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chili day

It’s the perfect time of year for for a good old-fashioned chili feast. Serve up a traditional chili bar and make it a neighborhood affair.

The chili and condiments:
Cook a mild chili but offer it with lots of spicy condiments. That way you’ll please all palates—from kids to folks who think chili should make your tastebuds howl. Hot sauces, sliced jalapeños, and picked hot peppers should do the trick.

For those who like a cooler version, offer sour cream and cheddar cheese. Equip the chili bar with bunches of fresh cilantro and diced tomatoes for a fresh touch. Tasty and pretty.

The basics:
Offer corn chips and salsa for people to build their own nachos. It’s also an all-around kid pleaser.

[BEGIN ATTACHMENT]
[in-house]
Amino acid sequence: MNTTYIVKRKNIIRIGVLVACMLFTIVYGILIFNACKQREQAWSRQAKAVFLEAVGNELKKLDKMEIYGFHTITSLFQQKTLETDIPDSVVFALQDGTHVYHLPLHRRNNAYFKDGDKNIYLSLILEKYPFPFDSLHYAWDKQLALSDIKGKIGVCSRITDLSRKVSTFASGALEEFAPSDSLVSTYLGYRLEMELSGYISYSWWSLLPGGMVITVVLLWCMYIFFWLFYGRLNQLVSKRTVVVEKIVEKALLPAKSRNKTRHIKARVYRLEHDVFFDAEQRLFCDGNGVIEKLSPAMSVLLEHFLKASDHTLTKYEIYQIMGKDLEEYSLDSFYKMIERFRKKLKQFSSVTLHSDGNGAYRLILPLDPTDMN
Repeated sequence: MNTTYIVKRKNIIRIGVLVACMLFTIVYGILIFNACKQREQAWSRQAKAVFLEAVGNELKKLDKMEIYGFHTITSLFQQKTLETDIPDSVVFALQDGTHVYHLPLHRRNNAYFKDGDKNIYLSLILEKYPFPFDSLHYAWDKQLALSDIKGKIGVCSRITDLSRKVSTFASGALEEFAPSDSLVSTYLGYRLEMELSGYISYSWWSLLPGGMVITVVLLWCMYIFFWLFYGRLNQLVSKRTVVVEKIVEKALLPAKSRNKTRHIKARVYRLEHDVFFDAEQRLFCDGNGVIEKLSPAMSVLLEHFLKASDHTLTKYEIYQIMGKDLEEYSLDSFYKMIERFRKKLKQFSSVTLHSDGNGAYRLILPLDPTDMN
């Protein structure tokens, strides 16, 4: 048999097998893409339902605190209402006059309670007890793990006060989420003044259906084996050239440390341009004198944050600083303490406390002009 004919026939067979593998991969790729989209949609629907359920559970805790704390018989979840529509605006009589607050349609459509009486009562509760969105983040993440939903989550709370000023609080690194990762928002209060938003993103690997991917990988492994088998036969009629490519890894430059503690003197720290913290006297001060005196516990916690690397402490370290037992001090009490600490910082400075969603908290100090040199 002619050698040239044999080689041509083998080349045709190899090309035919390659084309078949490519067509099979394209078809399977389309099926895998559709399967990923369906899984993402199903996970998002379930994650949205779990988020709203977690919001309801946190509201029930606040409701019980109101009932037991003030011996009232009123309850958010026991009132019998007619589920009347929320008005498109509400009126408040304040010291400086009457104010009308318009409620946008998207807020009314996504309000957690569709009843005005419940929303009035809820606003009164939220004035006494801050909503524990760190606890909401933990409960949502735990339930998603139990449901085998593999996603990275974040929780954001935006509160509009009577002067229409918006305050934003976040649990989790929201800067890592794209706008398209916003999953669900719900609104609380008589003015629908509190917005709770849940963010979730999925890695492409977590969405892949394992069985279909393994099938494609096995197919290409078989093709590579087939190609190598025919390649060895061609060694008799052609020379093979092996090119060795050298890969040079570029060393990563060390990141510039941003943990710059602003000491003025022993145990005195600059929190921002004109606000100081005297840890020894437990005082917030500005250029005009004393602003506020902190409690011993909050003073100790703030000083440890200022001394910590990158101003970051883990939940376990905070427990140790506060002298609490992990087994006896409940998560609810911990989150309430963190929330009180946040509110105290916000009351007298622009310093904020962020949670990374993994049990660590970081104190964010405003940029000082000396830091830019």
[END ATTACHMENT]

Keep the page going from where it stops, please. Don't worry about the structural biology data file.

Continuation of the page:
Set out french fries for some delicious chili fries. Baked potatoes work nicely for topping with chili too.

The drinks:
While beer is the traditional beverage of choice for chili, make sure you have some fun non-alcoholic beverages on hand too. Mexican and fruit-flavored sodas offer color and flair. If you’re feeling super bold, try offering horchata.  If wine is more your thing, try pairing chili with a dry rose.

The set up:
Chili is down home at its finest, let your bar reflect that. Line a table with brown paper (postal paper works great for this). Use inexpensive mason jars for drinking glasses and serve chili out of a large pot sat right on the table.

How to get the neighbors involved:
Throwing a bash can be labor intensive. Try enlisting the help of a neighbor or two with grocery store runs or swinging by early to help you set up.

Have a neighbor who loves to talk about his famous chili? Invite him! In fact, you could have a few neighbors cook up a batch of chili and turn your bash into a friendly cook off. Collect votes for the favorite and present a ribbon to the winner.

And last but not least, ask guests ahead of time if there are any food allergies. Checking ahead goes a long, long way in showing neighbors you care.

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